Exhausted but not defeated, I headed off to Will Self in conversation with our new professor of English. I like Self's earlier work and am behind on the recent trilogy, but I'm quite an admirer of his, mostly for these two total destructions of morons on Radio 5 and Newsnight. You never quite know what you'll get, but Self was on tremendous form this time: witty, warm, hugely entertaining and almost flirting with the sold-out audience. The things he said fell into two categories: witty bollocks and obviously true. No, three categories: the observation that people with google maps see the world differently from Before felt like something from Grumpy Old Men, and I can't help remembering that we had maps then. Some of them, like Roman maps, were every bit as reductive as those on our phones, simply showing the roads between places. In the 'witty bollocks' category came Self's sterling defence of modernist fiction: 'postmodernism is an architectural style, it has nothing to do with literature. Only me and Eimear McBride are getting it right'. He also cheerfully accepted that 'literary fiction' is dead: 'it's a conservatoire form; even I've got Netflix'. He has a new series on Radio 4 in which he takes the bus to unfashionable places. It might sound like the product of eating too much cheese before bed, but it's very good.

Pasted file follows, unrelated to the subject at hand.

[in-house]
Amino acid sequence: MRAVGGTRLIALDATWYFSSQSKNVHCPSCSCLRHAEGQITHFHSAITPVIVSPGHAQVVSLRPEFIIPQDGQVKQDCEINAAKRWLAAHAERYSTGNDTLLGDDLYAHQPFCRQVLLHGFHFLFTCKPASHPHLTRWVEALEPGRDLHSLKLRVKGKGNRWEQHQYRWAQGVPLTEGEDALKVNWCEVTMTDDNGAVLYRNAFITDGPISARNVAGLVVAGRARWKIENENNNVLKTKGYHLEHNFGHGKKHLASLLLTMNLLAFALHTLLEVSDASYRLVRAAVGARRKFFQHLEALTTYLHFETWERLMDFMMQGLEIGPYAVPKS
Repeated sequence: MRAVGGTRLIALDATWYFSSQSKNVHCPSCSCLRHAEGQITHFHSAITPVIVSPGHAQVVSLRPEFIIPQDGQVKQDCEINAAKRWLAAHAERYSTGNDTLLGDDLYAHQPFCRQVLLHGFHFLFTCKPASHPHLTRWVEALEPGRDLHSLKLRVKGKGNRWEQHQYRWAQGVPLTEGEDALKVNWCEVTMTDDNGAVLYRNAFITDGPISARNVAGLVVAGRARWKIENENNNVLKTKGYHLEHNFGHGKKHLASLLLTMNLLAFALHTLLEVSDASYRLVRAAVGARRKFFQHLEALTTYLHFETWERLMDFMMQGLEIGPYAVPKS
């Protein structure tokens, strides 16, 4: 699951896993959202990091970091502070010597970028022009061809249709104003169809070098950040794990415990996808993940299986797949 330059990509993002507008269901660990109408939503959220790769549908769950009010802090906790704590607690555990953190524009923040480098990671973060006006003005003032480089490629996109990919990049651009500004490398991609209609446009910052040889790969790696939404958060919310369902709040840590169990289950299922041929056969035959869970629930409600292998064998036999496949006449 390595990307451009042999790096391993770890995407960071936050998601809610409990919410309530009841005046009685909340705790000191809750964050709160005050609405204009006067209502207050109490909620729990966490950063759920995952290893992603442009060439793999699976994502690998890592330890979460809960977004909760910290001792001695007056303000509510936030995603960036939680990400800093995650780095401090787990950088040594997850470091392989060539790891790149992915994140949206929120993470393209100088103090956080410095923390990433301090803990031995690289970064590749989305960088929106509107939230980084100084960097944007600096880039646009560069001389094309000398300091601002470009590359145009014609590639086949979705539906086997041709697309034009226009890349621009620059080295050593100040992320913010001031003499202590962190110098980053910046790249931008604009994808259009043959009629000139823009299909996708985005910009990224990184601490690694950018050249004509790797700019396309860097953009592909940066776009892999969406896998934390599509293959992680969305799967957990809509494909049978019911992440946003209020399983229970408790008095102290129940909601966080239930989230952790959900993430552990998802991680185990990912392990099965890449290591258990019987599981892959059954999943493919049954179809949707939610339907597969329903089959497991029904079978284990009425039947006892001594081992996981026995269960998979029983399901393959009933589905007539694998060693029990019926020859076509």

A Selfie with Self
Good hair in Will's World. 

Finally, I went to Tim J Jarvis's experimental poetry/music experience. Cut-up poetry in the dark, accompanied by experimental drone music by his colleague. As you can probably imagine, just my kind of thing. Not everyone's though: a fan told Tim that 'I enjoyed it, but my wife left'.


Tim J Jarvis
Not a bad way to end a literature festival I guess. And now for home. You can see more photos here.